Markets Today: A little bit longer

Why are the Aussie and New Zealand dollars amongst the worst performers overnight?

By

Today’s podcast

Overview:

  • Parliament votes to delay Brexit for a little …or a lot. GBP little moved
  • Trump-Xi won’t meet in March, but Gary Cohn says US ‘desperate’ for a trade pact
  • Slim pickings today; BoJ and US industrial production the ‘highlights’

A quiet night, all things GBP included even though we now have at least some idea of ‘what happens next’ on Brexit.  Risk sentiment has been (very marginally) impaired from reports that a Trump-Xi meeting is looking unlikely before late April at the earliest. The USD is weaker in DXY terms but this is largely on the back of the peeling back of the big New York afternoon Sterling gains on Wednesday, most of which occurred during our morning yesterday. AUD/USD is about 5 pips up on where Sydney left it last night at 0.7065 and NZD/USD about 10 pips lower at 0.6823.

On Brexit, the motion that has won approvals in the House of Commons 90 minutes or so ago is the one proposed by the government itself and which now gives it the authority to request two things of the EU. One is a short extension of Article 50 (through no later than June) in the event that at the third time of asking (next week) PM May manages to secure parliamentary support for her Withdrawal Agreement.  The second, if this fails, is that the government would seek a lengthier extension – to allow for the formulation of a new Brexit strategy – with an understanding this would likely mean the UK having to participate in EU elections scheduled for late May.

GBP received a minor fillip on news of approval of the government’s motion, but ‘cable’ was up by no more than 20 pips and has now given back those gains and then some, hinting at a speculative market already long GBP and failing to find follow-through on the news.

Our view is that there is still plenty of upside potential for GBP from here, but still just enough uncertainty around for there to be no rush to fully price in either a soft Brexit (and quite conceivably softer than implied by May’s own withdrawal agreement) or indeed no Brexit. This is in part since the tail risks of an eventual no-deal Brexit and/or a snap General Election, still cannot be completely eliminated.

On US-China trade talks, reports earlier in the day that a Trump-Xi meeting might not take place at least until late April, but which could be expanded to a full state visit rather than just a photo-op to sign a trade deal, were greeted with some disappointment. Since then, US Treasury Secretary Steve Mnuchin has been out on CNBC confirming that there will be no Trump-Xi meeting this month at least but that he is pleased with progress on trade talks.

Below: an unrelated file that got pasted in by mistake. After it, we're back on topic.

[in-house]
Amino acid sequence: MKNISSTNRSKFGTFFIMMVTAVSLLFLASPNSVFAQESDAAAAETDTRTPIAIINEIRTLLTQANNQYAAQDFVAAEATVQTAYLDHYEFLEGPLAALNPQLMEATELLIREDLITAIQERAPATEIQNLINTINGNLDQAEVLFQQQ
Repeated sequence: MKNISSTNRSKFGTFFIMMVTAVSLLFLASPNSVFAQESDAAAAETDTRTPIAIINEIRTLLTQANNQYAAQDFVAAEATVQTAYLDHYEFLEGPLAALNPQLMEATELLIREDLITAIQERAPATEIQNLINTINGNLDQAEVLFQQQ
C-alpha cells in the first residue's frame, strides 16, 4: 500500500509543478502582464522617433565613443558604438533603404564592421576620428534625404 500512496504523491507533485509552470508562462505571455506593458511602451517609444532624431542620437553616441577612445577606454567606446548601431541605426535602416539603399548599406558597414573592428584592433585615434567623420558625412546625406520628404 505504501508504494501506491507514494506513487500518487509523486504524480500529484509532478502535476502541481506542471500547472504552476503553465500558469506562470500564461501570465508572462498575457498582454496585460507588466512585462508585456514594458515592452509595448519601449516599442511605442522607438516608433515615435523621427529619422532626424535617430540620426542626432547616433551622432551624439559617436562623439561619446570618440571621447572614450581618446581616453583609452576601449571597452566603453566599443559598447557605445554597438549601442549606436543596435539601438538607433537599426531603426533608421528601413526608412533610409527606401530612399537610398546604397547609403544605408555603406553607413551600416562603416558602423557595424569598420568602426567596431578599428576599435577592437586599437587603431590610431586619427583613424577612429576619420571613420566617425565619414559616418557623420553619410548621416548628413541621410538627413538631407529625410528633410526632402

More telling perhaps, have been reported comments from Trump’s former chief economic adviser Gary Cohn in a Freakonomics podcast, that the U.S. is “desperate right now” for a trade pact with China as negotiators from both countries seek to reach a deal. “The president needs a win,” Cohn said and that, “The only big open issue right now that he could claim as a big win that he’d hope would have a big impact on the stock market would be a Chinese resolution,” Cohn said of a trade agreement. “Getting the trade deficit down I will never say is easy, but of the issues on the table, that’s relatively easier.”

There were no top-tier data releases overnight. US home sales for January were weaker than expected although the previous month was revised higher and there does look to be some underlying improvement here consistent with the recent fall in mortgage rates and a related pick-up in mortgage applications.  Jobless claims rose slightly more than expected to a 4-week week high, with the trend in the series suggesting a modestly weaker labour market over recent months.

The data, and indeed what other news there has been as per above, has had scant impact on either US equities or bonds, US indices closing little changed on the day while Treasury yields between 2 and 10 years are within half a basis point of where they were 24 hours ago. We are though seeing a little more steepening in the 10s/30s curve, with the long bond 3bps higher at 3.045% (and following what was a fairly poor 30-year auction on Wednesday).

Data round-up

CH: Retail sales (y/y%), Feb: 8.2 vs. 8.2 exp.

CH: Industrial production (y/y%), Feb: 5.3 vs. 5.6 exp.

CH: Fixed assets investment (y/y%), Feb: 6.1 vs. 6.1 exp.

US: New home sales, Jan: 607 vs. 622 exp. (Jan revised to 652k from 621k).

US: Weekly jobless claims 229k (225k exp. 223k prev.)

Coming up

  • Nothing due in Australia today
  • NZ has January net migration figures and the BusinessNZ manufacturing PMI
  • China new home prices. China’s National Bureau of Statistics spokesman Mao, speaking after yesterday’s activity data, said that China’s property prices are overall stable while property sales fell in the first two months due to the Lunar New Year holiday.
  • The BoJ meet against the backdrop of continued lack of progress toward achieving its inflation target and generally disappointing real economy data beyond the decent Q4 GDP outcome (revised up to 0.5% q/q).  This meeting does not encompass a new forecasting round, and in any event policy tweaks are highly improbable.
  • US Industrial Production is the main economic event offshore tonight (expected 0.4% after -0.6% in January).  We also get the Preliminary UoM  Consumer Sentiment Index (expected 95.7 up from 93.8) and JOLTS (job openings).  Europe has Final Feb EZ CPI.

Market prices